But I don’t want to sit here and list all the ways I’m angry, frustrating, howling with something that I don’t really have a name for. I have both too many words and yet not enough. The same goes for feelings.

These are unusual times, and things are probably going to be screwed up for a while. A month ago, I had plans I was very much looking forward to, and it seems like a lifetime ago. But plans can be delayed, and if that’s the worst of it, then I’ll light a candle for a deity of any creed. Right now, life is settling into a waiting period of abnormal normalcy, while we sit and hold our breath and try to survive.

And it’s okay if all you do is get out of bed, some days. It’s okay if you wear your PJs or eat ice cream for breakfast. You don’t have to learn how to paint like Rembrandt or cook like Julia Child. Anyone who tries to tell you differently, that you’ll write the next great novel, because oh my god free time? That person is an idiot and jerk and should be told so. Quarantine isn’t a vacation. It’s not a writer’s retreat.

Here is what I do know. I know what I am grateful for, right now in this moment. I know that to amuse myself, I’ll do Leia buns and record bites of songs and put goofy things on the internet because it might make others smile. It’s cheesy to say that we’re all in this together, even if we’re socially distancing. But yeah, we are. And you can call me Pollyanna, but you won’t be the first to do that—and I’ve been called worse.

Right now, I know the people who matter to me, even if it doesn’t make any logical sense. Feelings don’t ever make sense, and they’re not supposed to. It’s important to check on your people, whomever they may be, and I have made a point to do that. Maybe not perfectly, because goodness, I am far from perfect. But the effort matters, even if it’s just, “Hey, I’m thinking of you,” without any strings attached to it. Sometimes, people just need to know that you care and that you’re there. The sixth love language, after all, is distance: https://psiloveyou.xyz/the-6th-love-language-89e699d6e66e.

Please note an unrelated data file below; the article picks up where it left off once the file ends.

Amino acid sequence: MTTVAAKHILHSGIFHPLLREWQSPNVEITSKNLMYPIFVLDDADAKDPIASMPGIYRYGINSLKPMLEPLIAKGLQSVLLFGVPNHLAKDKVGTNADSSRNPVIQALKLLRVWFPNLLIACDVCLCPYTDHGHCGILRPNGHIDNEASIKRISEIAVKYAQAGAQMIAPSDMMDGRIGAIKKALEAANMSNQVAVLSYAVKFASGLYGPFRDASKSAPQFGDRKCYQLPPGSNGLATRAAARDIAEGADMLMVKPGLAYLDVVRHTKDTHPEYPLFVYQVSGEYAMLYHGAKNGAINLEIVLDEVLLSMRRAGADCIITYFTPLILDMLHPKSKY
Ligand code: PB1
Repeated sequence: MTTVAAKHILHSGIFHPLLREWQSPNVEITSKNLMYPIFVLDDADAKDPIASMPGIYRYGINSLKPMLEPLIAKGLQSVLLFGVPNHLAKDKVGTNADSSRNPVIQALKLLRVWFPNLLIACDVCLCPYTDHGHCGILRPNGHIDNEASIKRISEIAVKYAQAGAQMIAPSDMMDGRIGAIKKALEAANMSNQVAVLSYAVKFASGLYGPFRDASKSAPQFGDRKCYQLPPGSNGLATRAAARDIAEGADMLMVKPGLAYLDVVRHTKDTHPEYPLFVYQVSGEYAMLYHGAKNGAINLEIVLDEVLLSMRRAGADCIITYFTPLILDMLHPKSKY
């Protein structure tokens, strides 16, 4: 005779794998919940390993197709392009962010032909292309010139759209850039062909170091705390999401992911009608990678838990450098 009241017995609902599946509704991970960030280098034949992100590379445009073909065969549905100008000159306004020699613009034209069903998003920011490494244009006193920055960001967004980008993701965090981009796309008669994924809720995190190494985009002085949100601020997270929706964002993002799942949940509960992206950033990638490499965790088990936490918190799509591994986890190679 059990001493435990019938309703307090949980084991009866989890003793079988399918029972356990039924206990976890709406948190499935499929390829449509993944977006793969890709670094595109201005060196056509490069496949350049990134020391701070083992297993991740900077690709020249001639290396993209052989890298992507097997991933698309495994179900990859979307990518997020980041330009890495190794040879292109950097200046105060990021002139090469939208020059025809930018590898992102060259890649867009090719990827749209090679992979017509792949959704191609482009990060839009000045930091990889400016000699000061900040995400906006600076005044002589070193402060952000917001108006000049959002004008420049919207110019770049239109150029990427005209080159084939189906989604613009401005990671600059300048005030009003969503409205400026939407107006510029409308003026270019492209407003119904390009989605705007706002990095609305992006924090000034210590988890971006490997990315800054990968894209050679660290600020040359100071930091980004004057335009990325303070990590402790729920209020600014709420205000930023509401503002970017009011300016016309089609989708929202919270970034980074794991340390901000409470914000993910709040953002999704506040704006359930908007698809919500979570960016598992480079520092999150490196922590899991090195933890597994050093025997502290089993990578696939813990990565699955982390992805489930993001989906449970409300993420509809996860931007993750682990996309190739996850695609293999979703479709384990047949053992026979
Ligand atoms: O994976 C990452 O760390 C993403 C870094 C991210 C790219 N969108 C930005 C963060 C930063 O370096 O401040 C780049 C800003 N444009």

I have been lucky, too, that those I love have checked in on me. Sent photos, silly or otherwise. I’ve gotten to do video chats with a whole heap of you awesome weirdos, some still on the books, and I’m loving that. It’s like taking a breath of fresh air in the middle of a forest fire, kittens.

So, hopefully, we will all get through this. Hopefully, we will muddle through this current madness and find our way to the other side.

And when we goddamn do, I have a list of things I’m holding close to my heart. People I want to see. Trips I want to take. Folks I want to hug the ever-loving crap out of. I guess what I’m trying to say is that I’m glad you’re here. And if you’re reading this, I adore you.

Stay safe, nerds. XO

Categories: Uncategorized
  1. April 4, 2020 at 2:57 pm

    Your description of your loss of your mom really hits home for me. It’s amazing, the details one recollects of the waiting which was both too long and too short. The sounds, the smells, the winnowing away of the person you know and remember. I wish I could forget. And these times do make one remember that feeling of apprehension, of impending loss. It’s made it rather hard to focus.

    Sending you a hug. Thank you for your words. They’re a gift.

    • April 4, 2020 at 3:39 pm

      This means so much to me. Thank you! Sending a hug back!

  2. April 4, 2020 at 3:53 pm

    Beautiful, Ali, as always. Loved it. ❤